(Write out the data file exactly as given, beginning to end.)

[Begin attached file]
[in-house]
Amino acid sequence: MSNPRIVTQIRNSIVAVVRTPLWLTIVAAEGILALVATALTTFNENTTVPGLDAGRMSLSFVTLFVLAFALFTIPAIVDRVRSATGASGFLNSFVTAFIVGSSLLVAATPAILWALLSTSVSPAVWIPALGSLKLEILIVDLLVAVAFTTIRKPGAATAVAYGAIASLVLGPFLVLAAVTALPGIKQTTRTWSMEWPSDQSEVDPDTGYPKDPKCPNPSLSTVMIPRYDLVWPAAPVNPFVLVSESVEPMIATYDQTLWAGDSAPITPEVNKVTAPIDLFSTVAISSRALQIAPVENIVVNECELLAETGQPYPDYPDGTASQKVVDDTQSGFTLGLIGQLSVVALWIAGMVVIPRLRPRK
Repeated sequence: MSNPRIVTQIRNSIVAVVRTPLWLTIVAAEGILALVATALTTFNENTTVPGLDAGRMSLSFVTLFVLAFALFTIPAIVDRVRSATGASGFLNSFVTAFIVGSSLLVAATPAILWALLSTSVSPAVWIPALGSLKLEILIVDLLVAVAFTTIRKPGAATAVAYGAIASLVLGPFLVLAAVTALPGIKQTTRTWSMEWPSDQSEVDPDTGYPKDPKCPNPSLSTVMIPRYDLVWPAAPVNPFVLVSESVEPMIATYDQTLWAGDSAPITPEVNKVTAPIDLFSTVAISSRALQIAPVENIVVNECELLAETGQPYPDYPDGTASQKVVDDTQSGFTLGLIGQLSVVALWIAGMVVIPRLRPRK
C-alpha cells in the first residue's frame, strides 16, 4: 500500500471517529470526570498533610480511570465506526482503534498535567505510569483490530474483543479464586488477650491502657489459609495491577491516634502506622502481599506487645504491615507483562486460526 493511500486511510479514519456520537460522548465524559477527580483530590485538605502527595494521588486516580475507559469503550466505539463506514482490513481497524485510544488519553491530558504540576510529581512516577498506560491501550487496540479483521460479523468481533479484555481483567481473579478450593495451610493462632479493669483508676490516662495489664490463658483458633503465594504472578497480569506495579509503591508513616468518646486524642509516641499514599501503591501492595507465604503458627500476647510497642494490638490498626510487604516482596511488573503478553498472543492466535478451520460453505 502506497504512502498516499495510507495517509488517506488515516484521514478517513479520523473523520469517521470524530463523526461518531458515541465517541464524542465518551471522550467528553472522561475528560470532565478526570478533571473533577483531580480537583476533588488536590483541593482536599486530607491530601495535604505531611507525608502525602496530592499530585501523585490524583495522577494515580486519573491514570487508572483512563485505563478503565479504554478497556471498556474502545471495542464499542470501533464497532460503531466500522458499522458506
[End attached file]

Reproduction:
[in-house]
Amino acid sequence: MSNPRIVTQIRNSIVAVVRTPLWLTIVAAEGILALVATALTTFNENTTVPGLDAGRMSLSFVTLFVLAFALFTIPAIVDRVRSATGASGFLNSFVTAFIVGSSLLVAATPAILWALLSTSVSPAVWIPALGSLKLEILIVDLLVAVAFTTIRKPGAATAVAYGAIASLVLGPFLVLAAVTALPGIKQTTRTWSMEWPSDQSEVDPDTGYPKDPKCPNPSLSTVMIPRYDLVWPAAPVNPFVLVSESVEPMIATYDQTLWAGDSAPITPEVNKVTAPIDLFSTVAISSRALQIAPVENIVVNECELLAETGQPYPDYPDGTASQKVVDDTQSGFTLGLIGQLSVVALWIAGMVVIPRLRPRK
Repeated sequence: MSNPRIVTQIRNSIVAVVRTPLWLTIVAAEGILALVATALTTFNENTTVPGLDAGRMSLSFVTLFVLAFALFTIPAIVDRVRSATGASGFLNSFVTAFIVGSSLLVAATPAILWALLSTSVSPAVWIPALGSLKLEILIVDLLVAVAFTTIRKPGAATAVAYGAIASLVLGPFLVLAAVTALPGIKQTTRTWSMEWPSDQSEVDPDTGYPKDPKCPNPSLSTVMIPRYDLVWPAAPVNPFVLVSESVEPMIATYDQTLWAGDSAPITPEVNKVTAPIDLFSTVAISSRALQIAPVENIVVNECELLAETGQPYPDYPDGTASQKVVDDTQSGFTLGLIGQLSVVALWIAGMVVIPRLRPRK
C-alpha cells in the first residue's frame, strides 16, 4: 500500500471517529470526570498533610480511570465506526482503534498535567505510569483490530474483543479464586488477650491502657489459609495491577491516634502506622502481599506487645504491615507483562486460526 493511500486511510479514519456520537460522548465524559477527580483530590485538605502527595494521588486516580475507559469503550466505539463506514482490513481497524485510544488519553491530558504540576510529581512516577498506560491501550487496540479483521460479523468481533479484555481483567481473579478450593495451610493462632479493669483508676490516662495489664490463658483458633503465594504472578497480569506495579509503591508513616468518646486524642509516641499514599501503591501492595507465604503458627500476647510497642494490638490498626510487604516482596511488573503478553498472543492466535478451520460453505 502506497504512502498516499495510507495517509488517506488515516484521514478517513479520523473523520469517521470524530463523526461518531458515541465517541464524542465518551471522550467528553472522561475528560470532565478526570478533571473533577483531580480537583476533588488536590483541593482536599486530607491530601495535604505531611507525608502525602496530592499530585501523585490524583495522577494515580486519573491514570487508572483512563485505563478503565479504554478497556471498556474502545471495542464499542470501533464497532460503531466500522458499522458506